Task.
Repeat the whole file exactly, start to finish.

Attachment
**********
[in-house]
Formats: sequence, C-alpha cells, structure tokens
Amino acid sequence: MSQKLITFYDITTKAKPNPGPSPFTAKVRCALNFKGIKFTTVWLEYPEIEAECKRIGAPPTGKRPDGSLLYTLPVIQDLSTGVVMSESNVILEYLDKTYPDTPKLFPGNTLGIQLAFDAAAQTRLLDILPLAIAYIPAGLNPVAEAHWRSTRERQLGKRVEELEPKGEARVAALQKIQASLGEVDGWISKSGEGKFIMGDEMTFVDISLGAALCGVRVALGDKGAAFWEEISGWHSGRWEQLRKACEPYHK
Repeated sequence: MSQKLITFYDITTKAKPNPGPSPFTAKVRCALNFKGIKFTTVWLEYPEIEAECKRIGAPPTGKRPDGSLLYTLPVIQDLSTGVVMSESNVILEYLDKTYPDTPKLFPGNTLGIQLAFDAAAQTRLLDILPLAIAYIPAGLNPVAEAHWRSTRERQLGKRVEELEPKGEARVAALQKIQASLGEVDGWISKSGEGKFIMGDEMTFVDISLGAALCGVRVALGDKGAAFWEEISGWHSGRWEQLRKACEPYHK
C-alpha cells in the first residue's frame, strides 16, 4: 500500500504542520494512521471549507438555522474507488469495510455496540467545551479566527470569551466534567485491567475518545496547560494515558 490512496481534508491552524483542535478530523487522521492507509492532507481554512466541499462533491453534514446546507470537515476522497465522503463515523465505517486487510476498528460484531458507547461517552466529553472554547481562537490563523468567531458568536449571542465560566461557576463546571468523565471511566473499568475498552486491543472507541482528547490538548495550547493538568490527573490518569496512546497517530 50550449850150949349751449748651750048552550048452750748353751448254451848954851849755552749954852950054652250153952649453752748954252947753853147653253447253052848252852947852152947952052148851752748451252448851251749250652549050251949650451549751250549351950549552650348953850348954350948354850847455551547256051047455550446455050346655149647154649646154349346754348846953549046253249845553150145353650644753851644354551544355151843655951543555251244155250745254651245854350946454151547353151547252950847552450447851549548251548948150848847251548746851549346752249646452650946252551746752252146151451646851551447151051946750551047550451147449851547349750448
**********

[in-house]
Formats: sequence, C-alpha cells, structure tokens
Amino acid sequence: MSQKLITFYDITTKAKPNPGPSPFTAKVRCALNFKGIKFTTVWLEYPEIEAECKRIGAPPTGKRPDGSLLYTLPVIQDLSTGVVMSESNVILEYLDKTYPDTPKLFPGNTLGIQLAFDAAAQTRLLDILPLAIAYIPAGLNPVAEAHWRSTRERQLGKRVEELEPKGEARVAALQKIQASLGEVDGWISKSGEGKFIMGDEMTFVDISLGAALCGVRVALGDKGAAFWEEISGWHSGRWEQLRKACEPYHK
Repeated sequence: MSQKLITFYDITTKAKPNPGPSPFTAKVRCALNFKGIKFTTVWLEYPEIEAECKRIGAPPTGKRPDGSLLYTLPVIQDLSTGVVMSESNVILEYLDKTYPDTPKLFPGNTLGIQLAFDAAAQTRLLDILPLAIAYIPAGLNPVAEAHWRSTRERQLGKRVEELEPKGEARVAALQKIQASLGEVDGWISKSGEGKFIMGDEMTFVDISLGAALCGVRVALGDKGAAFWEEISGWHSGRWEQLRKACEPYHK
C-alpha cells in the first residue's frame, strides 16, 4: 500500500504542520494512521471549507438555522474507488469495510455496540467545551479566527470569551466534567485491567475518545496547560494515558 490512496481534508491552524483542535478530523487522521492507509492532507481554512466541499462533491453534514446546507470537515476522497465522503463515523465505517486487510476498528460484531458507547461517552466529553472554547481562537490563523468567531458568536449571542465560566461557576463546571468523565471511566473499568475498552486491543472507541482528547490538548495550547493538568490527573490518569496512546497517530 50550449850150949349751449748651750048552550048452750748353751448254451848954851849755552749954852950054652250153952649453752748954252947753853147653253447253052848252852947852152947952052148851752748451252448851251749250652549050251949650451549751250549351950549552650348953850348954350948354850847455551547256051047455550446455050346655149647154649646154349346754348846953549046253249845553150145353650644753851644354551544355151843655951543555251244155250745254651245854350946454151547353151547252950847552450447851549548251548948150848847251548746851549346752249646452650946252551746752252146151451646851551447151051946750551047550451147449851547349750448